1 year out: when to tell people you had cancer?

geo26 Member Posts: 2 Member
edited September 2020 in Thyroid Cancer #1

Hi All, 

I'm new here but I'm grateful for this space. A little over a year ago I was diagnosed with papillary thyrpoid cancer, had a total thyroidectomy and than RAI at a dose of 75millicuries. In January 2020  I was officially done with treatment (and then the pandemic happened, but we won't get into that...). 


I'm also 26 years old and recently single, and I've been struggling with the question: when do you tell people you had cancer? I feel like it freaks people out, but it's a big part of me. I'm not sure I feel resonance with the term "cancer survivor", but that's what I am now. When I try to convince people that "thryoid cancer really wasn't that bad", I feel like I"m invalidating my experience and how hard and painful it was. 


How do you all talk about having had cancer? To your loved ones? To people you are getting to know? Do you get past it feeling like its a burden/secret?


Thank you so much for any insight!!




  • Miles' mom
    Miles' mom Member Posts: 29 Member
    edited October 2020 #2

    Hi there. I went through the same as you but with metastasis. Timeline of about 1 1/2 years. Let me precede with 3 things. Your experience is your experience and there should be no comparison as to "who has it worse". Pain is pain, Grief is grief. 2nd--cancer (I never say "my cancer". It doesn't own me) changes you. 3rd-- if you look up private in the dictionary you will see me. No social media etc. A select few knew of my situation and my family (who got me through).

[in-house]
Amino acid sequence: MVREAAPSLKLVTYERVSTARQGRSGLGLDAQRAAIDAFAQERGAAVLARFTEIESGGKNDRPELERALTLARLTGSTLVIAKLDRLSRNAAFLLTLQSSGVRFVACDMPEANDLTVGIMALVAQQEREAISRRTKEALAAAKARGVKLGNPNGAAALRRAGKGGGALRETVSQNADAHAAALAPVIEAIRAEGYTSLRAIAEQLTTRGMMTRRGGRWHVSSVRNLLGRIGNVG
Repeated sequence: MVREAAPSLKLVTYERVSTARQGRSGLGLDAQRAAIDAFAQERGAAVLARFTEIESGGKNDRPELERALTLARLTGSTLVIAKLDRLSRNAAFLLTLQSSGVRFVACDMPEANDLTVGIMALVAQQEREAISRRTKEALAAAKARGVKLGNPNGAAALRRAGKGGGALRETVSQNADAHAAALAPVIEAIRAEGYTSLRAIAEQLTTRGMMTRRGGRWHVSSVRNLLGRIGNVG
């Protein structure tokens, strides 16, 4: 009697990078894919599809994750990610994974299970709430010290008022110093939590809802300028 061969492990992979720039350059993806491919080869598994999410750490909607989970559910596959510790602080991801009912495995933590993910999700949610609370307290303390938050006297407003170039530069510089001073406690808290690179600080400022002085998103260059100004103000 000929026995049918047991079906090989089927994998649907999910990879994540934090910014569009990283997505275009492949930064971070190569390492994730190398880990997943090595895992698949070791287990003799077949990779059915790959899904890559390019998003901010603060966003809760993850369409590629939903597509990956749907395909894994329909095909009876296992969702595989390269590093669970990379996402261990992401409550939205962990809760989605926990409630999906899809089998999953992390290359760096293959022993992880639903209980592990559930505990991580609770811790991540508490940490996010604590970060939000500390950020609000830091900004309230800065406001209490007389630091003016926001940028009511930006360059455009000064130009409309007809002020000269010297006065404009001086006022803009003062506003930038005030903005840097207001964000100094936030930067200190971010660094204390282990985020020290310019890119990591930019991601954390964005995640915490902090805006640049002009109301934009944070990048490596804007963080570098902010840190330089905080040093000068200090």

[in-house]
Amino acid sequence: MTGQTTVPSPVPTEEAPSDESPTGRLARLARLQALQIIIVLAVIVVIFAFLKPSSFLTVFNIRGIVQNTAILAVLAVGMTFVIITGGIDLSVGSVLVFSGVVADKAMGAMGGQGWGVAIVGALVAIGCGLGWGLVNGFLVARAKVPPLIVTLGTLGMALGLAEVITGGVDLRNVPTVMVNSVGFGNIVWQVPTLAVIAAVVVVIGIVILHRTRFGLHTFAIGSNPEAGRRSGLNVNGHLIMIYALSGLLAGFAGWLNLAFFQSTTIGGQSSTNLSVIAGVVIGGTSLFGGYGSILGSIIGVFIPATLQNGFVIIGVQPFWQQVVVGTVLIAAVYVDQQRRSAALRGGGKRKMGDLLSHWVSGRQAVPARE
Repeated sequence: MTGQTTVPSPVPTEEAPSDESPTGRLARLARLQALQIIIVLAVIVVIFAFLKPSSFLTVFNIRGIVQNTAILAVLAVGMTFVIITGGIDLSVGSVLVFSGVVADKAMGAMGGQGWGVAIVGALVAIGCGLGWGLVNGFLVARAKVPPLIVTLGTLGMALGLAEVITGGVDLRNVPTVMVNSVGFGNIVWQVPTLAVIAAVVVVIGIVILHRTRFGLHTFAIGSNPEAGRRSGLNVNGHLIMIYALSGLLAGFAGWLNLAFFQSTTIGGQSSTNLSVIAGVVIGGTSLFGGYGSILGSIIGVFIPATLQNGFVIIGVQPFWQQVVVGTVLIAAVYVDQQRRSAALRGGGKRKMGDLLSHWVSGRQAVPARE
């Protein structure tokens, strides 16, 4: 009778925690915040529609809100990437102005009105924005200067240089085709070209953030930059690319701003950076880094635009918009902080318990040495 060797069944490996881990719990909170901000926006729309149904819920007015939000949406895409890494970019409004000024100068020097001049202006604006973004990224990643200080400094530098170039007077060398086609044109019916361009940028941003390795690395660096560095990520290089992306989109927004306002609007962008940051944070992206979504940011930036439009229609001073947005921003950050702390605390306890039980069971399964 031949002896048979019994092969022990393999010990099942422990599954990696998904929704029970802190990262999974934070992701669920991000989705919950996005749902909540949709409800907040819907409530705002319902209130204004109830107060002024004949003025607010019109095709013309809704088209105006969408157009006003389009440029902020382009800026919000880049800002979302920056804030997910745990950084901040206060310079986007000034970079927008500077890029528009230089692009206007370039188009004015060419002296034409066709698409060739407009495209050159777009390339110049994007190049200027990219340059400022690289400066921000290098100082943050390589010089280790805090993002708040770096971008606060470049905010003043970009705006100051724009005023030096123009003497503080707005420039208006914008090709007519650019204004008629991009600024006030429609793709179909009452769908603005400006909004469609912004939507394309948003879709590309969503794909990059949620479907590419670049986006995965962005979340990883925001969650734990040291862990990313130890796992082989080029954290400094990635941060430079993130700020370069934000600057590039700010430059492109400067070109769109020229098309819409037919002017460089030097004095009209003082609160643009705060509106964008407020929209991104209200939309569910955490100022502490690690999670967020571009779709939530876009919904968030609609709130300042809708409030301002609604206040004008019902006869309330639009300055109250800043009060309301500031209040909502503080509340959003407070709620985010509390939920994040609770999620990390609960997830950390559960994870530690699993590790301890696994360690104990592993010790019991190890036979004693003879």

That said, it is not something to be ashamed of. God gives His toughest assignments to His most trusted soldiers. For me, I just know. If I feel like my experience will help someone (after getting to know them), then I will share. 

    It is not a burden--this is one of the reasons we got it. To help others. I pray your cancer stops here and will become something you went through a long time ago..

    p.s. I don't think it freaks people out. Sadly, it is all too common.